Dave Bittner: [00:05:23:06] And so, take us through how key transparency is addressing that situation.

Professor Matthew Green: [00:05:28:09] So, two bad things can happen to you if you trust somebody else's key server; a person can break into the key server and they can actually give out the wrong public keys to people so that people are encrypting to the bad guy instead of to you, the other thing that people can do is they can impersonate your SMS and they could register a phone to your account or even add another phone to your account if they guess your iCloud password. So that's the problem that key transparency tries to deal with. Many services will tell you, they'll send a message to your phone or something, when that happens, but there's nothing guaranteed about that. If somebody hacks the server, they can prevent that message from getting to you.

Professor Matthew Green: [00:06:06:02] Key transparency takes this a big step further and, what it does, is it basically produces a cryptographic proof that your phone can check, which proves that the key the server is giving out to people is actually the key that you want it to be, attached to your public key. So your phone and other people's phones can actually check that the server is behaving honestly.

Dave Bittner: [00:06:28:16] And so what are the likely areas where we're going to see this put to practical use?

Professor Matthew Green: [00:06:33:11] Well, I think the first place we're going to see this is in instant messaging systems. Hopefully, very soon. So the original key transparency project was created at Google and I think at Yahoo!, because Google and Yahoo! Were working together on this e2e plugin, for mail, both Gmail and for Yahoo! Unfortunately that project hasn't really produced a lot, we still don't have a production version of the e2e plugin. So, the key transparency server, which is now open source, hopefully, will be adopted somewhere where it can actually make a difference. The places where it can make a difference are in encrypted messaging apps like Signal or WhatsApp. We haven't seen anyone adopt it yet, but hopefully that's on the way.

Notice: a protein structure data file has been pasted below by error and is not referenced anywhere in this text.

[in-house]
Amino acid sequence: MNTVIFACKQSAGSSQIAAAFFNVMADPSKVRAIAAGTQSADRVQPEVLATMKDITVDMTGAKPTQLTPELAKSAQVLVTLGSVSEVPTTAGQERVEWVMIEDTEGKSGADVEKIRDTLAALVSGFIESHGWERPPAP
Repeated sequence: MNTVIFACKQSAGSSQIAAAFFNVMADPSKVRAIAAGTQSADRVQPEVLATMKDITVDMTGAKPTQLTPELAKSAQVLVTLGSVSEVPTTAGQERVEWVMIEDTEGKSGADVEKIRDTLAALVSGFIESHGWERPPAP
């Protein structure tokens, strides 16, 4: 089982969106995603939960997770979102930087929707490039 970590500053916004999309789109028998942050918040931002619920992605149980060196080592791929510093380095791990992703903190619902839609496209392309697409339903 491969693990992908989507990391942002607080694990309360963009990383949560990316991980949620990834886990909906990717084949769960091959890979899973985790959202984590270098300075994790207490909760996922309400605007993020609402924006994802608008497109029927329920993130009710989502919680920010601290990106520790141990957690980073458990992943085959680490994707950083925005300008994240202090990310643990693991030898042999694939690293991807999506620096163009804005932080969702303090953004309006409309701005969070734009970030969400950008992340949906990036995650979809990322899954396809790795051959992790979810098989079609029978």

Dave Bittner: [00:07:19:05] So this is a 1.0 release, are there any serious limitations that you see so far?

Professor Matthew Green: [00:07:25:07] So I haven't gone through the code in a lot of detail. I know the people who wrote it, I know the basic design. The big question for me is can it plug into other people's infrastructure, particularly the database backend, and work efficiently. I think we're going to have to see about that. I obviously don't have the tools here in my Professor's office to test it at the scale of a billion people, I think that's going to be an interesting problem.

Dave Bittner: [00:07:51:24] That's, Matthew Green, from Johns Hopkins University.

Dave Bittner: [00:07:55:19] In industry news, it appears that the US Securities and Exchange Commission is taking a close look at what some consider Yahoo!'s belated disclosure of its two major data breaches.

Dave Bittner: [00:08:07:07] The Lloyds Banking Group disclosed that it was affected by a distributed denial of service campaign two weeks ago. An unnamed international cyber crime gang is said to be responsible. Disruptions occurred intermittently over a two day period. Several observers are reminded of the earlier attack on Tesco's banking operations in the UK. We heard from Ilia Kolochenko, CEO of High-Tech Bridge, who strongly urges the victim and the authorities to conduct a quick and thorough investigation. That investigation should bear in mind, Kolochenko says, that DDoS campaigns often serve as misdirection for other, more serious attacks. Kolochenko points out, "DDoS attacks are quite simple to organize, but very difficult and expensive to mitigate. At the end of last year even Akamai was obliged to terminate its DDoS protection services for US journalist and investigative reporter Brian Krebs’s website, following ongoing and massive DDoS attacks against it." Akamai is a leading distributed denial-of-service protection vendor.

Dave Bittner: [00:09:09:20] And speaking of DDoS, and connected IoT devices, the FBI is reported to be interviewing the gentleman security journalist, Brian Krebs, has identified the figure behind Mirai. Mirai, of course, is the botnet herding malware used to clog the Internet last Fall. If you haven't read KrebsOnSecurity's long account of how he tracked the spoor of the attacker, you should consider doing so, it's an interesting and dismaying story. It also offers a surprising window into the highly competitive world of Minecraft servers and the protection thereof. As is the case with any business highly dependent on availability, a distributed denial of service campaign against Minecraft servers, or the vendors who support them with DDoS protection, can have financially devastating, perhaps business killing results. And it's precisely this vulnerability, Krebs believes, that Mirai's creator and controller was out to exploit, hoping to establish either a competing service or a protection racket.